Lessons in Learning – April 17, 2008
Series: Lessons in Learning
Authors: Canadian Council on Learning (CCL)
Collection: Research Materials
Aboriginal people represent 4.5 percent of the Canadian population, but less than one percent of first-year medical students in Canada surveyed for a 2001 study were Aboriginal people. The same study showed that while almost a quarter of Canadians live in rural areas, only about 11 percent of medical students were from such communities.
Given the low numbers of rural and Aboriginal students in medical schools, it is not surprising that rural and Aboriginal communities face critical shortages of medical personnel, the authors of this paper point out. Although roughly 20 percent of Canadians live in rural areas, only 10 percent of Canadian physicians practise in such areas.
Increasing the number of doctors who come from under-represented populations can help improve health among such groups, as research shows that when underserved populations are treated by a physician from a similar background, they are more likely to seek care and comply with physician directives, and are more responsive to health promotion and prevention advice.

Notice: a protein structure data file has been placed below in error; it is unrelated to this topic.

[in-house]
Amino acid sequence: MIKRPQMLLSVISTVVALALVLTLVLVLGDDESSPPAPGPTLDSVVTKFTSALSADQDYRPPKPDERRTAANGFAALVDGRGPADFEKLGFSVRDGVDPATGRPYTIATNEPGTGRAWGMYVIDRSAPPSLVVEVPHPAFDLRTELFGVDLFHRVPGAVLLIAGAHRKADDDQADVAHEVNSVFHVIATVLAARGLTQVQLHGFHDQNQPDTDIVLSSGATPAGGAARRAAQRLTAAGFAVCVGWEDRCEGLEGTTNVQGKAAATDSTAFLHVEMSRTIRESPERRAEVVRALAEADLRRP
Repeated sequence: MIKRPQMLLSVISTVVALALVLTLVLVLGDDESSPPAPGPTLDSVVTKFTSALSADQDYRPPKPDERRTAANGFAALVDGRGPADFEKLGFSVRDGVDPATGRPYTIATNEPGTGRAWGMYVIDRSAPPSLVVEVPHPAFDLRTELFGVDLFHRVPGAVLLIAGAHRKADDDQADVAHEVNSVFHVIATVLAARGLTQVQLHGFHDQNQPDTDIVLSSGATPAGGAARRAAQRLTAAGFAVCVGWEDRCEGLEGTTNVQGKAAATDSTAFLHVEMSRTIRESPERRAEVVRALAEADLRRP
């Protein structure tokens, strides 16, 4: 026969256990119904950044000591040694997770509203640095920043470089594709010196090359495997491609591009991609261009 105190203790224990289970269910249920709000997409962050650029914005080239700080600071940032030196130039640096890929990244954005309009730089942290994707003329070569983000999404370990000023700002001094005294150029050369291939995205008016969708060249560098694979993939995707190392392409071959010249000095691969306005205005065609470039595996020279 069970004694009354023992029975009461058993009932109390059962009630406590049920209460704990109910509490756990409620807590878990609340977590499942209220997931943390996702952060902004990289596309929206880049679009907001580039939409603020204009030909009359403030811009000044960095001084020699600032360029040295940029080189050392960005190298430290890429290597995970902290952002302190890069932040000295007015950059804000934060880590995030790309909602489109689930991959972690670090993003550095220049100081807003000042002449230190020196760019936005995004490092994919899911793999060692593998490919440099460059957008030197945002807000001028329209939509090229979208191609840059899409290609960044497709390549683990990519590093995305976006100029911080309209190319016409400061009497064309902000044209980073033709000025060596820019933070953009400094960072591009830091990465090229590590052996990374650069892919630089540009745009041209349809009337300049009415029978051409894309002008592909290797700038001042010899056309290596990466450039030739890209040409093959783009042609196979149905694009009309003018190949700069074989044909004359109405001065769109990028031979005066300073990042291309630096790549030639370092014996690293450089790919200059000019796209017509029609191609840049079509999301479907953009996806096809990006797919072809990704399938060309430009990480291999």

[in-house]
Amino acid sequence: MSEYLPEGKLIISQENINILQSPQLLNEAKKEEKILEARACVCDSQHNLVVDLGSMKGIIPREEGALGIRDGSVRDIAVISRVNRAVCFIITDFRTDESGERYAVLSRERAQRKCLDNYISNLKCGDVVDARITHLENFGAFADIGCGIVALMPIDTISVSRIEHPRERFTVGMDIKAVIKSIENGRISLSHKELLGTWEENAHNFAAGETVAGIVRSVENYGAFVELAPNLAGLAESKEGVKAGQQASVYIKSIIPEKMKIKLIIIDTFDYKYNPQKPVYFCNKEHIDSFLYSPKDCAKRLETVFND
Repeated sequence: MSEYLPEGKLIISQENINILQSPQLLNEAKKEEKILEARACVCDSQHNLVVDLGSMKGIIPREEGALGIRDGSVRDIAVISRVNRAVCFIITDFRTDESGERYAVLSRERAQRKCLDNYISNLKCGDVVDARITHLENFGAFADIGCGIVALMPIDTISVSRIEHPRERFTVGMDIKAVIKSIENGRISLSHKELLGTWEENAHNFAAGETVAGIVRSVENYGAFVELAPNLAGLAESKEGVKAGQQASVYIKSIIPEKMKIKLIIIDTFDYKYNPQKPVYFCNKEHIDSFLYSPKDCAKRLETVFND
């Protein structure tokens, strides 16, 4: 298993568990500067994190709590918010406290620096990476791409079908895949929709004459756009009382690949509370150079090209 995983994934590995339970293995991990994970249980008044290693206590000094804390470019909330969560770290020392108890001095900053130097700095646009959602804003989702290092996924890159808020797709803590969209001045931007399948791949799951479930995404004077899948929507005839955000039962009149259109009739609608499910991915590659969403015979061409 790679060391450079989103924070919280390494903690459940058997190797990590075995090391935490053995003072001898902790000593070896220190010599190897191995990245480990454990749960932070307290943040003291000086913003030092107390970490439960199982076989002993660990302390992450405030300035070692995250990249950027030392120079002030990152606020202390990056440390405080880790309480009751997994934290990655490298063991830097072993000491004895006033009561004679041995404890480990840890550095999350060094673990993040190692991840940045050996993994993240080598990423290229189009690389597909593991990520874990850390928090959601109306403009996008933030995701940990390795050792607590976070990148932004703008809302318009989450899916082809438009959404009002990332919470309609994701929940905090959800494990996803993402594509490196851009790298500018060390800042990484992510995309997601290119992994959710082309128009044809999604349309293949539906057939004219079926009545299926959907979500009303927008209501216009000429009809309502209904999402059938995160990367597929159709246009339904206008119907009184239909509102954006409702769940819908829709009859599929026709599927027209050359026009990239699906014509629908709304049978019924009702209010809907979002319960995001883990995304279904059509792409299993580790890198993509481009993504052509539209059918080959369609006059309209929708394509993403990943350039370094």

The authors discuss efforts to address the issue of under-representation, including trying to inspire children to consider a career in health care while they are in elementary school; modifying admission criteria for rural and Aboriginal students; setting aside seats in medical schools specifically for targeted minorities; altering the nature of admissions committees to include representatives from under-represented minorities; and changing the structure of government aid for needy students.